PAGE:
Python: Lists Cheat Sheet

A list stores a series of items in a particular order. Lists allow you to store sets of information in one place, whether you have just a few items or millions of items. Lists are one of Python’s most powerful features readily accessible to new programmers, and they tie together many important concepts in programming.

Defining a list

Use square brackets to define a list, and use commas to separate individual items in the list. Use plural names for lists, to make your code easier to read.

Making a list

users = ['val', 'bob', 'mia', 'ron', 'ned']

Accessing Elements

Individual elements in a list are accessed according to their position, called the index. The index of the first element is 0, the index of the second element is 1, and so forth. Negative indices refer to items at the end of the list. To get a particular element, write the name of the list and then the index of the element in square brackets.

Getting the first element

first_user = users[0]

Getting the second element

second_user = users[1]

Getting the last element

newest_user = users[-1]

Modifying individual items

Once you’ve defined a list, you can change individual elements in the list. You do this by referring to the index of the item you want to modify.

Changing an element

users[0] = 'valerie'
users[-2] = 'ronald'

Adding element

You can add elements to the end of a list, or you can insert
them wherever you like in a list.

Adding an element to the end of the list

users.append('amy')

Starting with an empty list

users = []
users.append('val')
users.append('bob')
users.append('mia')

Inserting elements at a particular position

users.insert(0, 'joe')
users.insert(3, 'bea')

Removing Element

You can remove elements by their position in a list, or by the value of the item. If you remove an item by its value, Python removes only the first item that has that value.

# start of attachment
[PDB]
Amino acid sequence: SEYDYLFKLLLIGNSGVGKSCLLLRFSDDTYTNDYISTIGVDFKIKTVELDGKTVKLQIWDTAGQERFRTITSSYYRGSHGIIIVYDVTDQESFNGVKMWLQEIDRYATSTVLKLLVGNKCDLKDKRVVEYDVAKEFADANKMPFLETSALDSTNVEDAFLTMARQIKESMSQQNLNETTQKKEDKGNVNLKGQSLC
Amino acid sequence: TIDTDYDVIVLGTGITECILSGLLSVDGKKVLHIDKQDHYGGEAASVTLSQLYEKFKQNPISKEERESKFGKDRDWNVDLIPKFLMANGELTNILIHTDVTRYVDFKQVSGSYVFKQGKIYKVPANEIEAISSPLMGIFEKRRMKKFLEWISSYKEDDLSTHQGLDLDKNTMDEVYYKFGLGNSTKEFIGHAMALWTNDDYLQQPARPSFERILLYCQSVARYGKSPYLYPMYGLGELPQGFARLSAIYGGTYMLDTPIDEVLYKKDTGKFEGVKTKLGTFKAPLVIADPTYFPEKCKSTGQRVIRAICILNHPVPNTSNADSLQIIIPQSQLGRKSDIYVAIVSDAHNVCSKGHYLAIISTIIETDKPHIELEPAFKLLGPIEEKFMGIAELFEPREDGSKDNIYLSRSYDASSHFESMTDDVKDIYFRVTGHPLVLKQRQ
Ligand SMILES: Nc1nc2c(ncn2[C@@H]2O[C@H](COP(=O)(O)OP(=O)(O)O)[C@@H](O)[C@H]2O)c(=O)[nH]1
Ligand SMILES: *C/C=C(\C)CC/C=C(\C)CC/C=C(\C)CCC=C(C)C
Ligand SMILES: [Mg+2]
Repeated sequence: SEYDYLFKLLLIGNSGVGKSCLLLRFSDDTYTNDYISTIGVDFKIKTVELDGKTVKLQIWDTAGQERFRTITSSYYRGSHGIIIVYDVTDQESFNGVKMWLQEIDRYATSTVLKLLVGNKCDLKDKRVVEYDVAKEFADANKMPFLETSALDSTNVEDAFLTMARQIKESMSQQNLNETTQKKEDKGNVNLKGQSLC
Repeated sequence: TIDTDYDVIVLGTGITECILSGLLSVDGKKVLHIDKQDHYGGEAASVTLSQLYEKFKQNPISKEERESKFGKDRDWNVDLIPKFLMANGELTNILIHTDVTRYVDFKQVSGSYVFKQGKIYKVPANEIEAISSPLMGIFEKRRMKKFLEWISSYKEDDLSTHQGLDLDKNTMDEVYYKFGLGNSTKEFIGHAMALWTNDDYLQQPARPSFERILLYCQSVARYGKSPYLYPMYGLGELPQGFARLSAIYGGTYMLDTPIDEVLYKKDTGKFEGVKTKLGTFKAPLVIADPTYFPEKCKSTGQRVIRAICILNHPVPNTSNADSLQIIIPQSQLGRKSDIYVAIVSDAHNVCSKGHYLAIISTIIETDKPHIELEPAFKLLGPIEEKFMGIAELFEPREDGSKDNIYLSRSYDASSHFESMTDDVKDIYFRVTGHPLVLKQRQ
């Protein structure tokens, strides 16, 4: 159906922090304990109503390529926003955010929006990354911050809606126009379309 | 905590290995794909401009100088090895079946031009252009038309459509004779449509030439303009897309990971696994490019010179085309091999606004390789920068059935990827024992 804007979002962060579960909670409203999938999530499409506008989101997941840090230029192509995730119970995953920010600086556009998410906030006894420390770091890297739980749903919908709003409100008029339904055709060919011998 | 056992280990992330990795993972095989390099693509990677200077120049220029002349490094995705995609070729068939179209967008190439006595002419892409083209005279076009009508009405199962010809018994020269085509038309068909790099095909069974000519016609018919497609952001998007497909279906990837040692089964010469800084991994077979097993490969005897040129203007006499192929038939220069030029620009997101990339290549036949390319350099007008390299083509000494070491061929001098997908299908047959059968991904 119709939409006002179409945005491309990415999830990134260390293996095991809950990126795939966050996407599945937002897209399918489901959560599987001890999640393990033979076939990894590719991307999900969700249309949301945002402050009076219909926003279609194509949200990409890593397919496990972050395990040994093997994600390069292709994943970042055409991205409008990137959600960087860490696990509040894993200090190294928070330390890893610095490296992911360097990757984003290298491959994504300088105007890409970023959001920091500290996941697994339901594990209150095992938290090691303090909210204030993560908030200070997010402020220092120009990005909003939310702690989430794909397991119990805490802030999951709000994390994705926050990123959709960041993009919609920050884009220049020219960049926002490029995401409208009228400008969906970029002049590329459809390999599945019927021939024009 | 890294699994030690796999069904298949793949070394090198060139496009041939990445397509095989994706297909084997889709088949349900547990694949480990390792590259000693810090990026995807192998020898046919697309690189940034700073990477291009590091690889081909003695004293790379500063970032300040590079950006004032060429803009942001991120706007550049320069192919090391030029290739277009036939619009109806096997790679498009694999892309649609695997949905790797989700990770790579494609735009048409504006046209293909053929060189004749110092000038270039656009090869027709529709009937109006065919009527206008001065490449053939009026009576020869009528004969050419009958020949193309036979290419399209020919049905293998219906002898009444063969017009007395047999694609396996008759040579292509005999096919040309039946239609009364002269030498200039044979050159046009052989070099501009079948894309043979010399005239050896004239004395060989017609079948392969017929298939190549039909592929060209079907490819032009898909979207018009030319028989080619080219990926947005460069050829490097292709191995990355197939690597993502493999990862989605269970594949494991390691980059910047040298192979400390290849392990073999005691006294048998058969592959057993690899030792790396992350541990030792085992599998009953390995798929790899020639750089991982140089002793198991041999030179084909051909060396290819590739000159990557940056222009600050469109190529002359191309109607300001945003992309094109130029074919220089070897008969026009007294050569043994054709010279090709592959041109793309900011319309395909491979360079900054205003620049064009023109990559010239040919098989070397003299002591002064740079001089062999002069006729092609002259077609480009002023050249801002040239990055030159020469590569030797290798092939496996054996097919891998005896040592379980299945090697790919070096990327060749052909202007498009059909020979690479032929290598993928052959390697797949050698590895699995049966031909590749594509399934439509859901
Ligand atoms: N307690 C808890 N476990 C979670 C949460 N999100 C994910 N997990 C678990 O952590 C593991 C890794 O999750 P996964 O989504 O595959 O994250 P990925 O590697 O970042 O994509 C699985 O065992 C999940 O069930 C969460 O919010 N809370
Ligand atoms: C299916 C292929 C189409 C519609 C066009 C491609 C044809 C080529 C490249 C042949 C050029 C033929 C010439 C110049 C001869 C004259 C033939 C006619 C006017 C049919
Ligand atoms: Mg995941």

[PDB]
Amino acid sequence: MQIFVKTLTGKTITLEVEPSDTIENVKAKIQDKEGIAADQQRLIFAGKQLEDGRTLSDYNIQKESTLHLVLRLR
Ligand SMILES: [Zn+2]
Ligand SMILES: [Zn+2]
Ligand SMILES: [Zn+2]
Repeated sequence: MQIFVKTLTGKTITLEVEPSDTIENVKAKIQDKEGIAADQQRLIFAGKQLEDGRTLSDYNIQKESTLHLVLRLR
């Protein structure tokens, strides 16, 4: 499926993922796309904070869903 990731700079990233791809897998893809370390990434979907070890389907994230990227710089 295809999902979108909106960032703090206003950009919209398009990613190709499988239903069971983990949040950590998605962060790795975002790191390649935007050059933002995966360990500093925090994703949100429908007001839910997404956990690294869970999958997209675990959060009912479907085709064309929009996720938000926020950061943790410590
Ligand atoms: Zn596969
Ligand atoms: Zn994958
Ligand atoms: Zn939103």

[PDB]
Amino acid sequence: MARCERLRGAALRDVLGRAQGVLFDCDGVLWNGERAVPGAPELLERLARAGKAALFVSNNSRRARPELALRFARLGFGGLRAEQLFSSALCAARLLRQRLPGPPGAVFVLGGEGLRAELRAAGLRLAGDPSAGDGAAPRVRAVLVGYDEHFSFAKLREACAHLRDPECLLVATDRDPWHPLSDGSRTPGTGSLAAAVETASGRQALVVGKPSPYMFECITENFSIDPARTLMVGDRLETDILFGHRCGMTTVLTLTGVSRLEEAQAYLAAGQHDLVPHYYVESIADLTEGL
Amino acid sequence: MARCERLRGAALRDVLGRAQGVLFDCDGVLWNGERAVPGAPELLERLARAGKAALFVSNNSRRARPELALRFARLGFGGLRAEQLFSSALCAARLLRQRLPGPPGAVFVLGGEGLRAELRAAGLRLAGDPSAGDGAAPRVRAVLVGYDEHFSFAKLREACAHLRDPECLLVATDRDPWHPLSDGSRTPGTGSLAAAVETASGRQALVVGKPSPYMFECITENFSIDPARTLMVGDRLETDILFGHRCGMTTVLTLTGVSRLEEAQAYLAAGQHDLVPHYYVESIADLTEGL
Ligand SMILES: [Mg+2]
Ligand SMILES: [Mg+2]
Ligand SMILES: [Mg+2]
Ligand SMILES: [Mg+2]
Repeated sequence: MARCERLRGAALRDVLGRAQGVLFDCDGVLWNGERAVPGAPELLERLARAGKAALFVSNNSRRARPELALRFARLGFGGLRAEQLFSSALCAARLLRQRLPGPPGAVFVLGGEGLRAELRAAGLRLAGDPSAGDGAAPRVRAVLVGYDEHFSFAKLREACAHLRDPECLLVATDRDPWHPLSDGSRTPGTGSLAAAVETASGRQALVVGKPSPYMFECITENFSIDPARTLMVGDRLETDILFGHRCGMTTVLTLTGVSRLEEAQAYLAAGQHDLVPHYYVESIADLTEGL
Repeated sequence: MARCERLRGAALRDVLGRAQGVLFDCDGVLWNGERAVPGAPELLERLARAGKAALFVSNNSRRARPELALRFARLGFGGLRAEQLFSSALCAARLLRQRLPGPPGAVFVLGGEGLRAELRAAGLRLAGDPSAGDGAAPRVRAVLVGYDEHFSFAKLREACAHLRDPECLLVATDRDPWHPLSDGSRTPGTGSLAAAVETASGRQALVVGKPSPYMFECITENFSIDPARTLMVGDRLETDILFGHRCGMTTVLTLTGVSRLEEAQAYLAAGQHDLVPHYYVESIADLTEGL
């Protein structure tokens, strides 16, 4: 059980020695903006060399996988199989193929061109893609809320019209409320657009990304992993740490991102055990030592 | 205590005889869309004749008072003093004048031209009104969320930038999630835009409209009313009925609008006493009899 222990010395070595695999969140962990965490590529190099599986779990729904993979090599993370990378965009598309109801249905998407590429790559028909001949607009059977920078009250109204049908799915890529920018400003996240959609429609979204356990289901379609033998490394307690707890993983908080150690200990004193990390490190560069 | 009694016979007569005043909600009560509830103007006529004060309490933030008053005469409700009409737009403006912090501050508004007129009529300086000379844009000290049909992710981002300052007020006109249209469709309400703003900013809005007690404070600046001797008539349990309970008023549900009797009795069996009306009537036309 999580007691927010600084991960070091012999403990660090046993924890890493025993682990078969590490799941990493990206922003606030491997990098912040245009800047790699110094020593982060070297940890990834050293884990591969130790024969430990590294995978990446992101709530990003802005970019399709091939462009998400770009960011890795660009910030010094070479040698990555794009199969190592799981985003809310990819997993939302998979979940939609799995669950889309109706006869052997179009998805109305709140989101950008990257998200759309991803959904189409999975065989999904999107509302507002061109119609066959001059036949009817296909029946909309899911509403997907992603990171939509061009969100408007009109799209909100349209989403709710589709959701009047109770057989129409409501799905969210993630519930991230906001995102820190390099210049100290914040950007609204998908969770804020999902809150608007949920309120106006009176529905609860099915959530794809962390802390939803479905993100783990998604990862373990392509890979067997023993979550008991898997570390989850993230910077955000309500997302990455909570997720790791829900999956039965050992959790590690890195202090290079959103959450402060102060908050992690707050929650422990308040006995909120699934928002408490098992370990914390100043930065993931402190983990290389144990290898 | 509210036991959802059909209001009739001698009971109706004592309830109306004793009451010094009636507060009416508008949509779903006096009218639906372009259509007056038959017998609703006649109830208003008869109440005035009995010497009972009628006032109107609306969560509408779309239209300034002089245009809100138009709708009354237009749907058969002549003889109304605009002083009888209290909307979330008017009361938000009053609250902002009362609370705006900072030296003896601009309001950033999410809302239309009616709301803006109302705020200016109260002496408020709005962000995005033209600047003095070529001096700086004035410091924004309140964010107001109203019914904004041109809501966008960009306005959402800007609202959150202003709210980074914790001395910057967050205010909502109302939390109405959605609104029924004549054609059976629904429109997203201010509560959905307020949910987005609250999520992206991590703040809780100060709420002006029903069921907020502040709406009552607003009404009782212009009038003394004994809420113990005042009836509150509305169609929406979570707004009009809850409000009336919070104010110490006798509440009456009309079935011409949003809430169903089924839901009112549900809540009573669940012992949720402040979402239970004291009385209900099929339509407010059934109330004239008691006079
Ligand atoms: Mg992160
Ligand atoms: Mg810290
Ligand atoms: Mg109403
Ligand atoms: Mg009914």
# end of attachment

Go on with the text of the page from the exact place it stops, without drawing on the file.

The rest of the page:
Deleting an element by its position

del users[-1] 

Removing an item by its value

users.remove('mia')

Popping Elements

If you want to work with an element that you’re removing from the list, you can “pop” the element. If you think of the list as a stack of items, pop() takes an item off the top of the stack. By default pop() returns the last element in the list, but you can also pop elements from any position in the list.

Pop the last item from a list

most_recent_user = users.pop()
print(most_recent_user)

Pop the first item in a list

first_user = users.pop(0)
print(first_user)

Get length of a list

The len() function returns the number of items in a list.

Find the length of a list

num_users = len(users)
print("We have " + str(num_users) + " users.")

Sorting a list

The sort() method changes the order of a list permanently. The sorted() function returns a copy of the list, leaving the original list unchanged. You can sort the items in a list in alphabetical order, or reverse alphabetical order. You can also reverse the original order of the list. Keep in mind that lowercase and uppercase letters may affect the sort order.

Sorting a list permanently

users.sort()

Sorting a list permanently in reverse alphabetical order

users.sort(reverse=True)

Sorting a list temporarily

print(sorted(users))
print(sorted(users, reverse=True))

Reversing the order of a list

users.reverse()

Looping through the list

Lists can contain millions of items, so Python provides an efficient way to loop through all the items in a list. When you set up a loop, Python pulls each item from the list one at a time and stores it in a temporary variable, which you provide a name for. This name should be the singular version of the list name.

The indented block of code makes up the body of the loop, where you can work with each individual item. Any lines that are not indented run after the loop is completed.